The Criminal Justice and Courts Act 2015
Why was it introduced (political/sociological context)?
It was thought by parliament and the general public that sentences were not severe enough for criminals. The media had capitalised on stories about offenders being released early from incarceration even though they had committed serious crimes. This had caused a general public outcry for a review and reform of criminal laws and sentencing. There were wide public fears regarding terrorism and paedophilia and there were reports of paedophiles and terrorists being released early from their sentences. The public felt that this did not send a strong message to offenders, and did not act as a sufficient deterrent to prevent wrongdoers from committing crimes.
Reoffending rates were high which was a clear indication that improvements needed to be made to the Criminal Justice System. It was agreed that there was a need to ensure that offenders were properly punished and prevented or deterred from offending again. In consideration of the problem from a broader perspective, it was recognised that it was the taxpayer who bore the costs of offender’s court cases. If a reform in the law was successful, this cost would also be reduced which was in the best interests of public safety and reducing the burden on taxpayers. A delay in the judicial process was also identified. The delay was causing unmeritorious claims to stay in the justice system for a long time and also prevented a fair outcome from being reached. In some instances, this was due also to the internet and technological advancement which was allowing offenders to impact the jury during trials (juror misconduct). It was also recognised that young offenders were likely to reoffend if they were not given the tools or the incentive they needed to turn their lives around. This also needed to be tackled under a reform.
What was the aim of the Act (legal context)?
The main purpose of the act was to tighten the current criminal laws to combat the issue of offenders falling through gaps in the legislation, thereby avoiding a fair and just penalties for crimes they had committed. The Act aimed to make suitable provisions about how offenders are dealt with before and after conviction. Further, the Act made provisions for crimes that were fairly ‘new’ but needed to be regulated given their seriousness. The Act was brought in to speed up the Judicial Review process by reducing the number of meritless claims. One of the Act’s objectives was also to release the burden from taxpayers who were having to front the bill for re-offender’s court cases. If the number of reoffenders were reduced then the number and consequently the cost of court cases would decrease. Overall, the Act intended to modernise the justice system.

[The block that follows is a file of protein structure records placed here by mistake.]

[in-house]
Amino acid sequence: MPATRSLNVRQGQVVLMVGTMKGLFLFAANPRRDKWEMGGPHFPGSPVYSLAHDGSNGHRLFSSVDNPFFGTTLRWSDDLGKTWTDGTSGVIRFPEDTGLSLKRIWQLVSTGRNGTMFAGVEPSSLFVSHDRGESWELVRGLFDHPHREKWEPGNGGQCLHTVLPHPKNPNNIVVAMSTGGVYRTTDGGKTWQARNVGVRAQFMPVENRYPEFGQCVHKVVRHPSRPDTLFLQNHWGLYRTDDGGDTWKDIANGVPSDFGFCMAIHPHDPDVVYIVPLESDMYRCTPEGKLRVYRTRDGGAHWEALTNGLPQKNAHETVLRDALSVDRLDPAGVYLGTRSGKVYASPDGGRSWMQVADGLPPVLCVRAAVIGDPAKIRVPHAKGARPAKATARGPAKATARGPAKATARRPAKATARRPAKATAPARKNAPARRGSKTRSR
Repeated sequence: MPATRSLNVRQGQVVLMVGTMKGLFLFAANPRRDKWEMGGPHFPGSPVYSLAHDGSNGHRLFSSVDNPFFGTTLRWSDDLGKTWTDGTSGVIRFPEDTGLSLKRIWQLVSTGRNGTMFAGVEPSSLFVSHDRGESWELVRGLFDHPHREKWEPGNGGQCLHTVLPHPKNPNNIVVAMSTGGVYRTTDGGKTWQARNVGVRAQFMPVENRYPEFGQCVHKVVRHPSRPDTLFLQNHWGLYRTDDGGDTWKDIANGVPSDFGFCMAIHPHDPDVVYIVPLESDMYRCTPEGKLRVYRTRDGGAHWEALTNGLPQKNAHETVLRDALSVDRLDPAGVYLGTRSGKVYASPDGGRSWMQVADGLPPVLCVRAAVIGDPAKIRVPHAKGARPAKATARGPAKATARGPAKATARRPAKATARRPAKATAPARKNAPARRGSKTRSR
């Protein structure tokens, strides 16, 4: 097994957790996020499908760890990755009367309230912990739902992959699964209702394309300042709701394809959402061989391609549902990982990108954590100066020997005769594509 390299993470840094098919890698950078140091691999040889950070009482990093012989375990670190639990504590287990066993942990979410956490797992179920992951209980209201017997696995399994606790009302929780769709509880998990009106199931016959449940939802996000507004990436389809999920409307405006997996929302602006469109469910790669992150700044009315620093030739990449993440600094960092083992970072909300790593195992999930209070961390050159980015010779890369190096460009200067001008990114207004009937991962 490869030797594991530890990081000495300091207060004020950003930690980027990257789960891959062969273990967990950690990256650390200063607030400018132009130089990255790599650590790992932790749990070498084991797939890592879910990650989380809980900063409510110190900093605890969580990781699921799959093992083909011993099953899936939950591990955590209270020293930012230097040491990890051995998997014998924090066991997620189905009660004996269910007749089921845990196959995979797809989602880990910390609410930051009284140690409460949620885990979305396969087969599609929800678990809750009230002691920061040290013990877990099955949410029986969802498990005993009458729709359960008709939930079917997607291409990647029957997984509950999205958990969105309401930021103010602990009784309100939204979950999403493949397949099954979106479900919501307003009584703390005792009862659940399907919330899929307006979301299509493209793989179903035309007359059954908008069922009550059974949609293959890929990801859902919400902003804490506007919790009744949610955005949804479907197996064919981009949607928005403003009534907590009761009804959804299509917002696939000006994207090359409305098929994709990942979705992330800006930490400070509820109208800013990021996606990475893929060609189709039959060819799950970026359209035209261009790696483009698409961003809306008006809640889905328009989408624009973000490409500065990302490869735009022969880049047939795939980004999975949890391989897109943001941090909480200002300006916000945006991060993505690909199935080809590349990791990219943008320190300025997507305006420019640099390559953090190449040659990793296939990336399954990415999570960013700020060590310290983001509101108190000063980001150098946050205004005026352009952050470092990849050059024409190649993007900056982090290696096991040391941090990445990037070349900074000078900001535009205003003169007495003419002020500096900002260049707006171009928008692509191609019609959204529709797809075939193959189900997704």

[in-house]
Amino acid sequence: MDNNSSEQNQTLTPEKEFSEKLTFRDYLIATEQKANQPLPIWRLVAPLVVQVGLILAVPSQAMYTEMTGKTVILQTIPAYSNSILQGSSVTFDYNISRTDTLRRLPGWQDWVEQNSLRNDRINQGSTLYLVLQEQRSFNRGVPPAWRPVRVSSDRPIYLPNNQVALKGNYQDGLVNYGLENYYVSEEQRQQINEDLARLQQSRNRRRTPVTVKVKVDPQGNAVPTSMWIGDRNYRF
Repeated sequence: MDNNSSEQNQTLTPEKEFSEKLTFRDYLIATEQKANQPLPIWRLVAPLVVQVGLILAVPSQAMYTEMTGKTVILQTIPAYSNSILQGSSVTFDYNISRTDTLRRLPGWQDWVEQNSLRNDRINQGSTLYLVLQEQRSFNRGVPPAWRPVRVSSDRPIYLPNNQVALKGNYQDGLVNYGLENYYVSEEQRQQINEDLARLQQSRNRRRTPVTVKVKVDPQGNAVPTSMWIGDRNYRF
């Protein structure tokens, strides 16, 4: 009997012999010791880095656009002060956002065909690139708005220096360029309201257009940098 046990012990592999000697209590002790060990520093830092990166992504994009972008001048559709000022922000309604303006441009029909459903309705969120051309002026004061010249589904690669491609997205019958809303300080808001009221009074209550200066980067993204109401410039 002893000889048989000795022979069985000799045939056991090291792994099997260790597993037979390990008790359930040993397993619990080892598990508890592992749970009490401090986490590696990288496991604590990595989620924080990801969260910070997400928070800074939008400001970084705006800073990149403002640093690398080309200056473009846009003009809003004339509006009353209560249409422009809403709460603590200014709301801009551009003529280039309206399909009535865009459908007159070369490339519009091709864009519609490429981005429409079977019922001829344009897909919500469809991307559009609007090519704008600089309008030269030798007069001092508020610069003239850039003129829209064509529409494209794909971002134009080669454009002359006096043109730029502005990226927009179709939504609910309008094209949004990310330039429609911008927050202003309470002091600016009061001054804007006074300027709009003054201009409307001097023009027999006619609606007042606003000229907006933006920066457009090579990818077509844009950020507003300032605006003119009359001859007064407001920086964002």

What main changes did it make to the law?
New provisions included the offences of revenge porn, being the disclosure of private sexual photographs with the intent to harm the person; internet trolling; the ill-treatment or wilful neglect of social workers or care workers; corrupt or improper uses of police power and privileges and to make provisions for offences committed by disqualified drivers. Amendments to the Act included the tightening of the offence of meeting a child following sexual grooming and amending the offence of possession of extreme pornographic images. As well as this, the Act tightened the laws around Judicial Review and when Judicial Review can reasonably be implemented. Under section 1(2), the penalty on conviction of indictment of an offence for terrorism amended the penalty of an imprisonment term up to 10 years, to that of life imprisonment under the Terrorism Act 2000. Also, any acts of involving training for terrorism under section 1(3) of the Act amended the penalty of an imprisonment term up to life under the Terrorism Act 2006. This demonstrated the legislature's firm stance on acts of terrorism in response to the public’s concern and the statements made by ministers in support of longer imprisonment terms. There were also a number of smaller changes made to the wording of other criminal Acts to clarify its interpretation. This acted as a means of tightening the laws. Importantly, provisions were added to put education at the heart of youth custody so that young offenders had the opportunity to change their lives and reduce their risk of reoffending. The creation of new crimes and the tightening of some current regulations was a much needed to change to ensure that new circumstances that warrant a sanction of some kind do not go unpunished.
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